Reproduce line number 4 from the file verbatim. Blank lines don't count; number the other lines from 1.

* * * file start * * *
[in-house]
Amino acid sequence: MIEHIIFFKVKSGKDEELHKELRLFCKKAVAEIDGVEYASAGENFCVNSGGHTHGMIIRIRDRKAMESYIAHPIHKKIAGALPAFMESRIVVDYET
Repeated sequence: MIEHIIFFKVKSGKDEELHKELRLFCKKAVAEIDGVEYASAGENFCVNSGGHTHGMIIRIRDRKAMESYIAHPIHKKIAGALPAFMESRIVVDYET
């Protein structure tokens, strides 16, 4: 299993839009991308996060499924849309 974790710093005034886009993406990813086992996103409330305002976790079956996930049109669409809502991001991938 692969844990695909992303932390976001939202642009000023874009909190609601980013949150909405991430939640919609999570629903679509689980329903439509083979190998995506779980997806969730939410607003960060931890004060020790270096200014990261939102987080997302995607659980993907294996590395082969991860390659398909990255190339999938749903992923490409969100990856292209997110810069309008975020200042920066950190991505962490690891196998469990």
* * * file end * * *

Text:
């Protein structure tokens, strides 16, 4: 299993839009991308996060499924849309 974790710093005034886009993406990813086992996103409330305002976790079956996930049109669409809502991001991938 692969844990695909992303932390976001939202642009000023874009909190609601980013949150909405991430939640919609999570629903679509689980329903439509083979190998995506779980997806969730939410607003960060931890004060020790270096200014990261939102987080997302995607659980993907294996590395082969991860390659398909990255190339999938749903992923490409969100990856292209997110810069309008975020200042920066950190991505962490690891196998469990």